Organizations that depend on grants should consider grant accounting to register financial statements properly. Grant accounting is a method used to record government grants and other types of assistance.
Businesses use the grant accounting method to keep track of grant or assistance-related expenses and profits. This accounting method is used to record non-dilutive equity funding (when a business owner doesn’t give up entity or ownership of the company), SBIR grants, and other help used by profit organizations.
Methods of Grant Accounting
AS 12 Accounting for Government Grants is a standard that determines all the rules for recording government grants. According to this standard, government grants are also called subsidies, duty drawbacks, or cash incentives. The AS 12 standard recognized two methods of grants accounting:
- Revenue or income approach.
- Capital approach.
The decision about what specific method to choose depends on the type of grant the government guarantees to the company. The organization should add the grant to the profit and loss account under the category “Other Income”, or separately. Businesses shouldn’t add grants to the turnover category.
Subsidies that relate to profit are recorded in the profit and loss account as a type of other income. The company can get subsidies for related expenses and add them to the profit and loss account. As an example, the company can get subsidies for electricity expenses.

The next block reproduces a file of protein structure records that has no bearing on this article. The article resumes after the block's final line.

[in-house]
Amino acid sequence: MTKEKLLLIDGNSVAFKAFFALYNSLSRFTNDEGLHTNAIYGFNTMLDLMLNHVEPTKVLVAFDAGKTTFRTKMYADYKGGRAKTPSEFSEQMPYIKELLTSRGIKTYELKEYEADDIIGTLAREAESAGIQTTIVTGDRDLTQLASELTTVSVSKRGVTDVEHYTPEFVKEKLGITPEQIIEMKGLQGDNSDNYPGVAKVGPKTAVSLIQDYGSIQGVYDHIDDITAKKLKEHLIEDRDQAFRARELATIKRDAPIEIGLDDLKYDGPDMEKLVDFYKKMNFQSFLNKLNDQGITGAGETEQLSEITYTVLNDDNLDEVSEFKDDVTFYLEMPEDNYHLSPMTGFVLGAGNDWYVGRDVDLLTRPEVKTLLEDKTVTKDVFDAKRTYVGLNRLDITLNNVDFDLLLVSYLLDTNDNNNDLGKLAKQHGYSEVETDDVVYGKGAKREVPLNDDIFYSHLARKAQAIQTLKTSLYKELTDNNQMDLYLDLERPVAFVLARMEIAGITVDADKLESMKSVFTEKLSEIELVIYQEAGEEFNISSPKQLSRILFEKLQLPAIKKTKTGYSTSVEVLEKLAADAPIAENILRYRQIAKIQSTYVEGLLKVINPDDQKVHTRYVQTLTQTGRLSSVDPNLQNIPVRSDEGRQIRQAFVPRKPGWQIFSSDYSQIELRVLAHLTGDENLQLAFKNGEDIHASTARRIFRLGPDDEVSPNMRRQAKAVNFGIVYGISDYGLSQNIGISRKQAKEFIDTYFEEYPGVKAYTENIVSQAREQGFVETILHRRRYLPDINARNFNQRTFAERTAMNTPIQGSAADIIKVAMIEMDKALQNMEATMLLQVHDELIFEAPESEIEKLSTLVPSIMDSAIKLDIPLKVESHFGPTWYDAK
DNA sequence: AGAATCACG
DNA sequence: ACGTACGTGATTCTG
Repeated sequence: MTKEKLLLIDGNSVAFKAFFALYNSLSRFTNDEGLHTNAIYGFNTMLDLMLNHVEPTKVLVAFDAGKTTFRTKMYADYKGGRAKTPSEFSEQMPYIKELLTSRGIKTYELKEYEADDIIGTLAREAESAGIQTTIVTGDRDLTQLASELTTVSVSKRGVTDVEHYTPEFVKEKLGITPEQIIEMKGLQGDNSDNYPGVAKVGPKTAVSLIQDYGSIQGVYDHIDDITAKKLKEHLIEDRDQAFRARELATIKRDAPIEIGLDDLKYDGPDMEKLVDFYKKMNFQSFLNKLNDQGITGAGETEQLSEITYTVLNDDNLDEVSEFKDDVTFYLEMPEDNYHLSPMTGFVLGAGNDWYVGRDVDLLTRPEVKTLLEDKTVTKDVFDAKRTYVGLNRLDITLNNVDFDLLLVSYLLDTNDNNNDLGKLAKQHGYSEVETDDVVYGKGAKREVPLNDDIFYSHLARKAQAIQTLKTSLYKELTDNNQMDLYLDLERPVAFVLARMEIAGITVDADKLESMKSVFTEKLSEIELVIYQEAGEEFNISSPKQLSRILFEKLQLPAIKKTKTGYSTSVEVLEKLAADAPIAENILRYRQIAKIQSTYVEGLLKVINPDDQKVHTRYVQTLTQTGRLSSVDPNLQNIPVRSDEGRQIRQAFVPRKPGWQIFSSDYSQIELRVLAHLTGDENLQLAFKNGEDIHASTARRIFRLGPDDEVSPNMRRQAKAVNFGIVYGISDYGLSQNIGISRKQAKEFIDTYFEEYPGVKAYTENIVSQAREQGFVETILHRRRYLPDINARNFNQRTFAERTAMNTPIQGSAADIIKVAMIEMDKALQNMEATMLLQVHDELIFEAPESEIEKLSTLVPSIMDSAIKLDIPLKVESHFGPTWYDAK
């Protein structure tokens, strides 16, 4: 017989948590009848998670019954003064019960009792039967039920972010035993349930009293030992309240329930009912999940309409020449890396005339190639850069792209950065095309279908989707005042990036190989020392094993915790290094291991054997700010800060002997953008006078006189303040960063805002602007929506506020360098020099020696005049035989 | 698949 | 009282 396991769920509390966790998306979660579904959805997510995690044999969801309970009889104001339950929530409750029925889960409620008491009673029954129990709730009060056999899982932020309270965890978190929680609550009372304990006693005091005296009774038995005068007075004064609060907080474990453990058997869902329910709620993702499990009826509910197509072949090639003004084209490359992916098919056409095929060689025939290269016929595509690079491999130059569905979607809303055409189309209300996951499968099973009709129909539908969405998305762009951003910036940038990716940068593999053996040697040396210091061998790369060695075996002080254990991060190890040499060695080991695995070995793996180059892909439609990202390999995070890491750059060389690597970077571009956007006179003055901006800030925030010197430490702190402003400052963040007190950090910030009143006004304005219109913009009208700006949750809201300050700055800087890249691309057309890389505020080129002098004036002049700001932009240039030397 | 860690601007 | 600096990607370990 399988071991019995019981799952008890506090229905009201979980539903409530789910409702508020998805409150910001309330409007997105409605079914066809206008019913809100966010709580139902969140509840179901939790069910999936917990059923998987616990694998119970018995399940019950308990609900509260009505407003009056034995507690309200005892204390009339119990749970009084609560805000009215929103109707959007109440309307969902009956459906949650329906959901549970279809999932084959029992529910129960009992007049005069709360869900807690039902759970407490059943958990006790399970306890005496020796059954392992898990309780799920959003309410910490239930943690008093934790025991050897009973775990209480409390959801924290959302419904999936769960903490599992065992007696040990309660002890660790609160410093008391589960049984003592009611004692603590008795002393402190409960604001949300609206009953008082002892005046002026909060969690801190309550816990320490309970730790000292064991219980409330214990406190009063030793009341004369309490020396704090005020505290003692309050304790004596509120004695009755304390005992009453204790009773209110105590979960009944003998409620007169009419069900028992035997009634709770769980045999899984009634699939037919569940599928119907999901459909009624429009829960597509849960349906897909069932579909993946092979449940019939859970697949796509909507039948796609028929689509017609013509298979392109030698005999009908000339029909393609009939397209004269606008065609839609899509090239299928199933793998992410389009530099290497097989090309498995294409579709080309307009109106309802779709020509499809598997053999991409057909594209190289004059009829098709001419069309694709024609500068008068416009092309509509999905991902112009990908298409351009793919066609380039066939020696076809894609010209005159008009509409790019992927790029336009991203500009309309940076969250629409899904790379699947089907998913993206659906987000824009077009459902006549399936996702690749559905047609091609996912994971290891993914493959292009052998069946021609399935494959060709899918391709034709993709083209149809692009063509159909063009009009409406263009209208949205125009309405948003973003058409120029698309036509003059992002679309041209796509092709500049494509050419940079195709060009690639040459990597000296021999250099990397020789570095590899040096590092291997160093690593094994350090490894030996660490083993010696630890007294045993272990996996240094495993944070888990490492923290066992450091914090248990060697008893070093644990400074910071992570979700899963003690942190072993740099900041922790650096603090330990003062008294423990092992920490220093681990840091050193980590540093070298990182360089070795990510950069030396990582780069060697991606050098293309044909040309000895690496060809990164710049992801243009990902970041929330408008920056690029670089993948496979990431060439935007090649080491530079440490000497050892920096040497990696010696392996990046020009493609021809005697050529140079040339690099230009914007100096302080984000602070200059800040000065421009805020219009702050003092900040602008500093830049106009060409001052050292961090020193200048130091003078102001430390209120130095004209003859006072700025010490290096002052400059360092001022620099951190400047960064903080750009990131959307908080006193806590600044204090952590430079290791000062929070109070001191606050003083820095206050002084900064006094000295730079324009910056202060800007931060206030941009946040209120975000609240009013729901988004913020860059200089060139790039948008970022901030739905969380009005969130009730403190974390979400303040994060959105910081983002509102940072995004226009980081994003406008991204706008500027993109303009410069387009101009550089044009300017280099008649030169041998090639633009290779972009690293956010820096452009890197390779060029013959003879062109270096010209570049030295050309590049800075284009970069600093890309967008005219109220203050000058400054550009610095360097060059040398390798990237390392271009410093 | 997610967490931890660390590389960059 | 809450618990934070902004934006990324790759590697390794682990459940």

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If a company uses this approach, then the grant is treated as part of the company’s capital or shareholder’s fund. Startup companies receive these grants as a proportion of total investment in a project.
Governments usually give such subsidies with no requirement to pay back. That’s why such subsidies are recorded as capital funds. AS 12 standard recognizes three types of grants:
- Non-monetary grants are given as resources, e.g., land or a building. As a rule, the Government provides non-monetary subsidies either free of charge or at a preferential price.
- Grants that a company uses as a proportion of capital in a company. These grants are to record in a company’s balance sheet as Capital Reserves. That way, the grant does not affect income statements, so the company can’t distribute the money as dividends.
- Grants with certain fixed assets. If a grant is with a fixed asset, the government gives it under certain conditions.
The business should make sure that all these types of grants are recorded correctly in the company’s documentation.
What Type of Work does a Grant Accountant do?
The accounting process alone is difficult and often tedious.
That’s why most businesses hire accountants or delegate accounting responsibilities to contractor companies. A grant accountant can properly keep and record all financial operations of the organization or a company. Grant accountants are responsible for the following tasks:
- Record financial statements, such as programs level and entity level P&L.
- Create and keep budgets.
- Aid with audits.
- Prepare documentation for taxes.
- Prepare documentation for a fair distribution of reimbursable expenses among employees.
- Manage funds.
- Take care of grant reconciliation.
The company shouldn’t forget about submitting grant reports. A standard grant report should include the following:
- Financial restricted and unrestricted statements.
- Specific financial statements, e.g., a balance sheet, income statements.
- Related program activities.
- Results and impact.
- Future plans.
The accountant can also take care of this aspect. Grant accountant’s services can relieve the company management of the stress of proper grant accounting.
Author: Charles Lutwidge